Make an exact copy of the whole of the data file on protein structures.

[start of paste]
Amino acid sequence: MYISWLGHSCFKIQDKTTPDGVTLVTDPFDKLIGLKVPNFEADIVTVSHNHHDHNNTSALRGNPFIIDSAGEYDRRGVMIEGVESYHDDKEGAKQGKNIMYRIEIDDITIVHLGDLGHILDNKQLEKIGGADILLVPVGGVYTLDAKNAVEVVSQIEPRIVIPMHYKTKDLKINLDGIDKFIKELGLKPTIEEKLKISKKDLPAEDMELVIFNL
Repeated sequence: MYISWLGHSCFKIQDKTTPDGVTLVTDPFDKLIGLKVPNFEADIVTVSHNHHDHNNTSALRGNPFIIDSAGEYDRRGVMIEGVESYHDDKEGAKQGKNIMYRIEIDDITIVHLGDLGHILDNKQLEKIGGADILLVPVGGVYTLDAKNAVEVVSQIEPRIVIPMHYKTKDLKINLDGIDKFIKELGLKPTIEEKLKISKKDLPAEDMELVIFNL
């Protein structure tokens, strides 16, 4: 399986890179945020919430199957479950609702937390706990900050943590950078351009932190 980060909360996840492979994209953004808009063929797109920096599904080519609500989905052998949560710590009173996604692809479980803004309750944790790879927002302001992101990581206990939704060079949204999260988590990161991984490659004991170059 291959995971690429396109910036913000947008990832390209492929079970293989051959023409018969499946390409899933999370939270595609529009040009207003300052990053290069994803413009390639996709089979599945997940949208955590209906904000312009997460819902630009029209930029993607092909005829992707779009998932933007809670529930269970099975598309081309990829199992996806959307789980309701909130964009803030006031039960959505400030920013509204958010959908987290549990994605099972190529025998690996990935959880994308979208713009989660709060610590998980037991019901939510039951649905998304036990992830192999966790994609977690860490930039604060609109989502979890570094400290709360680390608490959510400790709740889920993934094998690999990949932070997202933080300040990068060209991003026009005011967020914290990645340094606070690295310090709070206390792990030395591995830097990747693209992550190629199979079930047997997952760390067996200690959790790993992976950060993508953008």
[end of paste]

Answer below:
Amino acid sequence: MYISWLGHSCFKIQDKTTPDGVTLVTDPFDKLIGLKVPNFEADIVTVSHNHHDHNNTSALRGNPFIIDSAGEYDRRGVMIEGVESYHDDKEGAKQGKNIMYRIEIDDITIVHLGDLGHILDNKQLEKIGGADILLVPVGGVYTLDAKNAVEVVSQIEPRIVIPMHYKTKDLKINLDGIDKFIKELGLKPTIEEKLKISKKDLPAEDMELVIFNL
Repeated sequence: MYISWLGHSCFKIQDKTTPDGVTLVTDPFDKLIGLKVPNFEADIVTVSHNHHDHNNTSALRGNPFIIDSAGEYDRRGVMIEGVESYHDDKEGAKQGKNIMYRIEIDDITIVHLGDLGHILDNKQLEKIGGADILLVPVGGVYTLDAKNAVEVVSQIEPRIVIPMHYKTKDLKINLDGIDKFIKELGLKPTIEEKLKISKKDLPAEDMELVIFNL
């Protein structure tokens, strides 16, 4: 399986890179945020919430199957479950609702937390706990900050943590950078351009932190 980060909360996840492979994209953004808009063929797109920096599904080519609500989905052998949560710590009173996604692809479980803004309750944790790879927002302001992101990581206990939704060079949204999260988590990161991984490659004991170059 291959995971690429396109910036913000947008990832390209492929079970293989051959023409018969499946390409899933999370939270595609529009040009207003300052990053290069994803413009390639996709089979599945997940949208955590209906904000312009997460819902630009029209930029993607092909005829992707779009998932933007809670529930269970099975598309081309990829199992996806959307789980309701909130964009803030006031039960959505400030920013509204958010959908987290549990994605099972190529025998690996990935959880994308979208713009989660709060610590998980037991019901939510039951649905998304036990992830192999966790994609977690860490930039604060609109989502979890570094400290709360680390608490959510400790709740889920993934094998690999990949932070997202933080300040990068060209991003026009005011967020914290990645340094606070690295310090709070206390792990030395591995830097990747693209992550190629199979079930047997997952760390067996200690959790790993992976950060993508953008």